PLEASE CONTACT ME AT: firstname.lastname@example.org
I’ve been a resident of New England since I was seven, and a graduate of Smith College in Northampton, Massachusetts. I attended the University of Connecticut Law School and have practiced divorce law in Hartford, Connecticut for over twenty-five years.
I’ve always been interested in how people cope with pain. My own exploration of that topic began early. When I was seven, my parents died five months apart of unrelated causes. My father had been a Presbyterian Minister in Clifton, New Jersey, a suburb of Manhattan. My mother was a school teacher. A bitter custody battle pitted my maternal grandparents, Hungarian immigrants who lived close by, against my paternal aunts, whom I knew only slightly. Within the space of six weeks, all ties with my close-knit church community were benignly severed when my aunts prevailed in the legal contest, and my sister and I were carted off to a strange land called Connecticut. While my aunts and uncle were wonderful, loving people, filled with the best of intentions, my uncle had a drinking problem which created family secrets and dark corners.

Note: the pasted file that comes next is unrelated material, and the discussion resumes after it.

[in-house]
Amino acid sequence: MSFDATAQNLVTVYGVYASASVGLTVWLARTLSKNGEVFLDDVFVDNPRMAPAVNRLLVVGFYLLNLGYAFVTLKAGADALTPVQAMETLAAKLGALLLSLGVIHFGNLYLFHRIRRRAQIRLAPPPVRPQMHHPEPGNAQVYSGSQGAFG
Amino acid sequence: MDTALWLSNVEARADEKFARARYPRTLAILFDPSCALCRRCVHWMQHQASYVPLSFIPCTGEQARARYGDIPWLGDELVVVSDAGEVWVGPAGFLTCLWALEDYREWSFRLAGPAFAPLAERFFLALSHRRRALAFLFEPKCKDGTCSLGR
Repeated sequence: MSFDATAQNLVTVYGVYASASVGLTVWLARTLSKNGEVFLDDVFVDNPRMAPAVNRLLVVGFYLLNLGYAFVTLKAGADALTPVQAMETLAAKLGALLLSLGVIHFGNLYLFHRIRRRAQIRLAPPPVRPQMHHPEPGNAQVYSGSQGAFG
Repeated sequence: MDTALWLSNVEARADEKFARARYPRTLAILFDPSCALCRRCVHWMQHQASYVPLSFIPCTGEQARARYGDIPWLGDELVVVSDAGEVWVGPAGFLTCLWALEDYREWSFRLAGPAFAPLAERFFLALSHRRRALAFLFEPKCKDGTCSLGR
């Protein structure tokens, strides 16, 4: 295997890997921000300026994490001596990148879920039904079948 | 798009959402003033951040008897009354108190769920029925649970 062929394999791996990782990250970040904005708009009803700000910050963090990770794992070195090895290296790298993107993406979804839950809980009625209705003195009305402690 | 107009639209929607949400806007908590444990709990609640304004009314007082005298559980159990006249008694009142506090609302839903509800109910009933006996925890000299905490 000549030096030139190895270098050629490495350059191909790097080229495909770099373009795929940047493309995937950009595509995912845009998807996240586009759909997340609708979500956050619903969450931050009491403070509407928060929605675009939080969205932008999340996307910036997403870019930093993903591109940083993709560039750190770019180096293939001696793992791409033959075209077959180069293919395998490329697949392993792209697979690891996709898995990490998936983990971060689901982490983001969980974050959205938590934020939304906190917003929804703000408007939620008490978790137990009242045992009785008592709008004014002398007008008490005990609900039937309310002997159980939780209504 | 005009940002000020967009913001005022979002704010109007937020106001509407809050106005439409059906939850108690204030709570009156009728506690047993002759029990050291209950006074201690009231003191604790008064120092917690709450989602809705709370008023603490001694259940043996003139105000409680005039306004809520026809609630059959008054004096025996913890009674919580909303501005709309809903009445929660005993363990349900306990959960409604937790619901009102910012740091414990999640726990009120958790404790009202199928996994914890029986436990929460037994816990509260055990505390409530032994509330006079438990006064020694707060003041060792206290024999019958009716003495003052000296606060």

As I careened gently through my twenties and thirties, I worked my way through anorexia and obsessive working. While Tell Me When It Hurts can be read literally, as the tale of a mother struggling to go on despite her daughter’s murder, the broader theme is how we all struggle to regain traction when so much is pressing us every day to skid. Intense therapy, compulsive work, angry revenge, fervent religious faith, binge drinking—all can help us get through uneven days and menacing nights. Ultimately, though, we each chose our own path, be it self-destructive or redeeming. The book is, above all, about choices, second chances, and consequences.
My other interest has been in horses. I simply love them.
Daily, I see clients in the midst of divorce. Their fear of the possible losses ahead—the loss of their children, of their money, of their homes, of their identities—is palpable. Still, their biggest fear is that love has left them and may never return. They too are seeking that traction, that ‘something’ that will block the skid. To see most of them emerge with renewed hope, with different dreams, and with a fresh path is inspiring and sustaining.
I presently live on a farm in Andover, CT in a drafty 1765 colonial house, sharing the spaces with horses, dogs, cat, and human.
Please check out my blog if you get a chance. www.theblogalsorises.com
Photos of the author by Brenda Cataldo